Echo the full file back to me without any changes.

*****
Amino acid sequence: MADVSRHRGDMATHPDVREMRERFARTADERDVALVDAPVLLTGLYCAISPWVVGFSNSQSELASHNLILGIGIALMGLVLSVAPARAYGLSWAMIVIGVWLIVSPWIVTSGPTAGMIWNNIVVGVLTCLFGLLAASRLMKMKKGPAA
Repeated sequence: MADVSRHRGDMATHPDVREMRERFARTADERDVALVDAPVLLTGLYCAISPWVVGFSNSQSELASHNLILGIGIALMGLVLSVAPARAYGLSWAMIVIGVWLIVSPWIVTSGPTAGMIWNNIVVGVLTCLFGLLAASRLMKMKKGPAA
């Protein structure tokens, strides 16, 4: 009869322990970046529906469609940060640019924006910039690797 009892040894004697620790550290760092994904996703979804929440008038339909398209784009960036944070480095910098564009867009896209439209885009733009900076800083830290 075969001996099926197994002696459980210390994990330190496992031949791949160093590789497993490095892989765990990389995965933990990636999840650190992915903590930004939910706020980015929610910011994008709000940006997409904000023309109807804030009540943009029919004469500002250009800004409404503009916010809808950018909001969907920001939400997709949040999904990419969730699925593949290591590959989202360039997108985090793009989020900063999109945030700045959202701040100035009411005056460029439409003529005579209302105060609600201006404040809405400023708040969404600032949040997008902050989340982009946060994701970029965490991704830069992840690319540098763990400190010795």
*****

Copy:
Amino acid sequence: MADVSRHRGDMATHPDVREMRERFARTADERDVALVDAPVLLTGLYCAISPWVVGFSNSQSELASHNLILGIGIALMGLVLSVAPARAYGLSWAMIVIGVWLIVSPWIVTSGPTAGMIWNNIVVGVLTCLFGLLAASRLMKMKKGPAA
Repeated sequence: MADVSRHRGDMATHPDVREMRERFARTADERDVALVDAPVLLTGLYCAISPWVVGFSNSQSELASHNLILGIGIALMGLVLSVAPARAYGLSWAMIVIGVWLIVSPWIVTSGPTAGMIWNNIVVGVLTCLFGLLAASRLMKMKKGPAA
């Protein structure tokens, strides 16, 4: 009869322990970046529906469609940060640019924006910039690797 009892040894004697620790550290760092994904996703979804929440008038339909398209784009960036944070480095910098564009867009896209439209885009733009900076800083830290 075969001996099926197994002696459980210390994990330190496992031949791949160093590789497993490095892989765990990389995965933990990636999840650190992915903590930004939910706020980015929610910011994008709000940006997409904000023309109807804030009540943009029919004469500002250009800004409404503009916010809808950018909001969907920001939400997709949040999904990419969730699925593949290591590959989202360039997108985090793009989020900063999109945030700045959202701040100035009411005056460029439409003529005579209302105060609600201006404040809405400023708040969404600032949040997008902050989340982009946060994701970029965490991704830069992840690319540098763990400190010795």